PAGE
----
Diving for Sponges- How it all works...

Diving for sponges is a very difficult task and it's not something that many can do. Luckily most divers love being underwater and so this gives them a means to an end. But frankly sponge diving and harvesting is very difficult and was featured on Discovery Channel's series Dirty Jobs with Mike Rowe. You can read about it here: https://freshfromflorida.wordpress.com/2011/02/28/dirty-jobs-goes-sponge-diving/

Our divers here in Tarpon Springs pack up the boat christened St. Nicholas with food, water and supplies and head out into the Gulf of Mexico. The captain uses his experience and knowledge of good sponge beds to settle into the right areas. He puts on his scuba gear and takes a net and knife down into the ocean depths with him. While the diver is under water the boat is steered to follow the divers line.

The diver finds his sponges and uses his expert knowledge to recognize in the darkness of the ocean which sponges are of use and which are not to be bothered. He cleanly slices from the base the ones he's interested in. The substrate left behind allows the sponge to regrow. He'll be able to harvest that spot again in a few years. The net he's taken down with him eventually fills and he sends it to the boat. He stays under while he waits for another net to be sent down. It's not unusual for a diver to be underwater for 3-5 hours at a time. Of course, that depends on the depth and temperature of the water and how well he has done.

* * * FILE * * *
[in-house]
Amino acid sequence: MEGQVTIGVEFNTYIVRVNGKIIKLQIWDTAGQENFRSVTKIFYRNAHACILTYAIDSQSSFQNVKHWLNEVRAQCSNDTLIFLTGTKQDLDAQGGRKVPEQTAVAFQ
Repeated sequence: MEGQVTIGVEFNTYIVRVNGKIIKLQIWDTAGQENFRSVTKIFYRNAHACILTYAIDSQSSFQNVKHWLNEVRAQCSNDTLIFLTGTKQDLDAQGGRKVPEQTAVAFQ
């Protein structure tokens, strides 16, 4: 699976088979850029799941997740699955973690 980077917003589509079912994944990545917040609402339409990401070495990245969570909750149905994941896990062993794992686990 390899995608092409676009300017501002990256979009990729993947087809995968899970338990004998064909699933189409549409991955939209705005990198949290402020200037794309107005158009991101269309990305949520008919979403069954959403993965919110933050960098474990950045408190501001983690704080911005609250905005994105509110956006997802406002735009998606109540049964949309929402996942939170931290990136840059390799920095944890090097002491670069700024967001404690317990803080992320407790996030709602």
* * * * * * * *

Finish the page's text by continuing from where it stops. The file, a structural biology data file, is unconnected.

The deckhands keep busy when sponges are sent up by starting the cleaning process. They hose down the sponges and pile them together and cover them in burlap sheets that are wet down with salt water. The heat of the sun and the salt water helps do some of the work for them. After a couple of days and once the matter is decayed off, the sponges are washed and rinsed of all remaining matter.

Eventually, the deck is filled with sponges and the crew has no more room to work. How do they make more room out in the middle of the Gulf on a boat with limited deck space? Well, they string the sponges into a garland, threading them through with an industrial size needle and twine. Then they are hung or piled up as high as possible and out of the way.

The days are long for the captain and crew, and nights aren't much better out in the middle of a body of water for 10-21 days at a time. Sponge harvesting isn't easy.

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